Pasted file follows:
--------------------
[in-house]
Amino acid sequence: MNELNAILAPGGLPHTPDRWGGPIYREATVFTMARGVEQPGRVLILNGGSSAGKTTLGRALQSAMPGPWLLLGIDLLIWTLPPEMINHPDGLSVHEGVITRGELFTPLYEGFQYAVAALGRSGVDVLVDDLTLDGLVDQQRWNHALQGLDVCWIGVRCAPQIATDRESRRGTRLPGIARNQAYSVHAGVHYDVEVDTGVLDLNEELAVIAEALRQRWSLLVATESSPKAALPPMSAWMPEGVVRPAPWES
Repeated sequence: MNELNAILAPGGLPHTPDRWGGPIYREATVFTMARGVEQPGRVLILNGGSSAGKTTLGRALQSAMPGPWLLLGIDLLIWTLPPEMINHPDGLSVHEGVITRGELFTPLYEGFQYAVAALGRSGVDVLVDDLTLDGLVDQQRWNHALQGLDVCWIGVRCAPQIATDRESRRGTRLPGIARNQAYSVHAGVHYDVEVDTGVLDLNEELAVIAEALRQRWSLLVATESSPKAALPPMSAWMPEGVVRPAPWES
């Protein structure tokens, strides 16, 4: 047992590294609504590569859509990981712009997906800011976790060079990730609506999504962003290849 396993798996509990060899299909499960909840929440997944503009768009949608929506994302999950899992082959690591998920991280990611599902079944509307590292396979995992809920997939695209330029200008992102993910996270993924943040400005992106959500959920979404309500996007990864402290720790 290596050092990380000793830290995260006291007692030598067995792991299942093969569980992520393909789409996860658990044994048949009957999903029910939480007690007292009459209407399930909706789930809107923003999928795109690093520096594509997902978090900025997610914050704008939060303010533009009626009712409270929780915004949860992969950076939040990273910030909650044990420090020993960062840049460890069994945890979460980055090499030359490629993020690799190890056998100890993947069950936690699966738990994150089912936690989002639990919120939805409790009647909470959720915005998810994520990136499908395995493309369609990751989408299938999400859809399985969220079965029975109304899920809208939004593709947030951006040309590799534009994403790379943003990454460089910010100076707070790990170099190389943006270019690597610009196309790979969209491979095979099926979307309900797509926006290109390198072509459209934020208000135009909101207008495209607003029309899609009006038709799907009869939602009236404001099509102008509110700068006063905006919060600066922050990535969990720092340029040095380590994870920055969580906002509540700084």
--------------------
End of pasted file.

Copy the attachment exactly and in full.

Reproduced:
[in-house]
Amino acid sequence: MNELNAILAPGGLPHTPDRWGGPIYREATVFTMARGVEQPGRVLILNGGSSAGKTTLGRALQSAMPGPWLLLGIDLLIWTLPPEMINHPDGLSVHEGVITRGELFTPLYEGFQYAVAALGRSGVDVLVDDLTLDGLVDQQRWNHALQGLDVCWIGVRCAPQIATDRESRRGTRLPGIARNQAYSVHAGVHYDVEVDTGVLDLNEELAVIAEALRQRWSLLVATESSPKAALPPMSAWMPEGVVRPAPWES
Repeated sequence: MNELNAILAPGGLPHTPDRWGGPIYREATVFTMARGVEQPGRVLILNGGSSAGKTTLGRALQSAMPGPWLLLGIDLLIWTLPPEMINHPDGLSVHEGVITRGELFTPLYEGFQYAVAALGRSGVDVLVDDLTLDGLVDQQRWNHALQGLDVCWIGVRCAPQIATDRESRRGTRLPGIARNQAYSVHAGVHYDVEVDTGVLDLNEELAVIAEALRQRWSLLVATESSPKAALPPMSAWMPEGVVRPAPWES
């Protein structure tokens, strides 16, 4: 047992590294609504590569859509990981712009997906800011976790060079990730609506999504962003290849 396993798996509990060899299909499960909840929440997944503009768009949608929506994302999950899992082959690591998920991280990611599902079944509307590292396979995992809920997939695209330029200008992102993910996270993924943040400005992106959500959920979404309500996007990864402290720790 290596050092990380000793830290995260006291007692030598067995792991299942093969569980992520393909789409996860658990044994048949009957999903029910939480007690007292009459209407399930909706789930809107923003999928795109690093520096594509997902978090900025997610914050704008939060303010533009009626009712409270929780915004949860992969950076939040990273910030909650044990420090020993960062840049460890069994945890979460980055090499030359490629993020690799190890056998100890993947069950936690699966738990994150089912936690989002639990919120939805409790009647909470959720915005998810994520990136499908395995493309369609990751989408299938999400859809399985969220079965029975109304899920809208939004593709947030951006040309590799534009994403790379943003990454460089910010100076707070790990170099190389943006270019690597610009196309790979969209491979095979099926979307309900797509926006290109390198072509459209934020208000135009909101207008495209607003029309899609009006038709799907009869939602009236404001099509102008509110700068006063905006919060600066922050990535969990720092340029040095380590994870920055969580906002509540700084």